Inflammatory fatigue and sickness behavior – Lessons for the diagnosis and management of chronic fatigue syndrome – Source: Journal of Affective Disorders, May 11, 2012

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[Ed note: given the brevity of the abstract offered below, co-author Simon Arnett has kindly provided the following outline of key concepts that the full text article explores:

“This review is an attempt to provide an overview of what is known about the changes that occur in CFS, and how these changes might be explained by an inflammatory process. This explanation draws on what is known about a process called ‘cytokine-mediated sickness behavior’.

Sickness behavior is a very well studied cluster of neurological and behavioral changes that occur when the brain is exposed to increased inflammatory mediators, and is similar in many regards to CFS.

“It is therefore argued that CFS may be a syndrome in which the normal processes of sickness behavior malfunction to produce the debilitating lived experience of CFS.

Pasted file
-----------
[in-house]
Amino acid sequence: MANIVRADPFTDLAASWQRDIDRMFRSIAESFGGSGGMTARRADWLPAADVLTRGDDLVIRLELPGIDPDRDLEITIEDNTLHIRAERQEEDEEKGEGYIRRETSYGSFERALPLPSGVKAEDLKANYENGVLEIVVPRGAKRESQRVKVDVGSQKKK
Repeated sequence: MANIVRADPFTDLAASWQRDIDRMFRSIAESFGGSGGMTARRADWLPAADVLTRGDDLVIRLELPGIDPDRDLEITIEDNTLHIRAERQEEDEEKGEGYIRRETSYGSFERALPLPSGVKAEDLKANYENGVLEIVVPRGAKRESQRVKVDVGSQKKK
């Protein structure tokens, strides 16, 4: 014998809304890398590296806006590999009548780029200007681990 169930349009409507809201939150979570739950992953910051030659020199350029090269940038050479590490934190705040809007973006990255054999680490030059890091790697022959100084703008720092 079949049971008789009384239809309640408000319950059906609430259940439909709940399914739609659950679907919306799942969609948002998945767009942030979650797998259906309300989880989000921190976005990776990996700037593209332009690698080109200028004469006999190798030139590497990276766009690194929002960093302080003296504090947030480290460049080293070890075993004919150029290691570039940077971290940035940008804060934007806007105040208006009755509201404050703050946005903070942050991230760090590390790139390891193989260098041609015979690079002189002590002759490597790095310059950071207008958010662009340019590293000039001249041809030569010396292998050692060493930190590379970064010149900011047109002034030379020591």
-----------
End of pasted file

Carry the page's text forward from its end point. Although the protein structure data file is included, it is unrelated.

“This review also discusses the search for a blood test for CFS. This discussion focuses on a test for increased oxidation, which has been proposed by several other authors. However, using this blood test could be dangerous, as it cannot distinguish chronic fatigue syndrome from other conditions such as cancer and autoimmune disease, which can cause symptoms very similar to CFS.

“Finally, the review argues that if CFS is the result of a similar process that produces cytokine mediated sickness behavior, then targeting this process with anti-cytokine therapy (using drugs such as etanercept and anakinra) should be effective in improving patient symptoms.”]

Abstract:
Persistent and severe fatigue is a common part of the presentation of a diverse range of disease processes. There is a growing body of evidence indicating a common inflammatory pathophysiology underlying many conditions where fatigue is a primary patient concern, including chronic fatigue syndrome.

This review explores current models of how inflammatory mediators act on the central nervous system to produce fatigue and sickness behavior, and the commonality of these processes in conditions as diverse as surgical trauma, infection, various cancers, inflammatory bowel disease, connective tissue diseases and autoimmune diseases.

We also discuss evidence indicating chronic fatigue syndrome may have important pathophysiological similarities with cytokine mediated sickness behavior, and what lessons can be applied from sickness behavior to chronic fatigue syndrome with regards to the diagnosis and management.

Source: Journal of Affective Disorders, May 11, 2012. Arnett SV, Clark IA. Research School of Biology, Australian National University, Canberra, Australia. [Email: simon.arnett@anu.edu.au]

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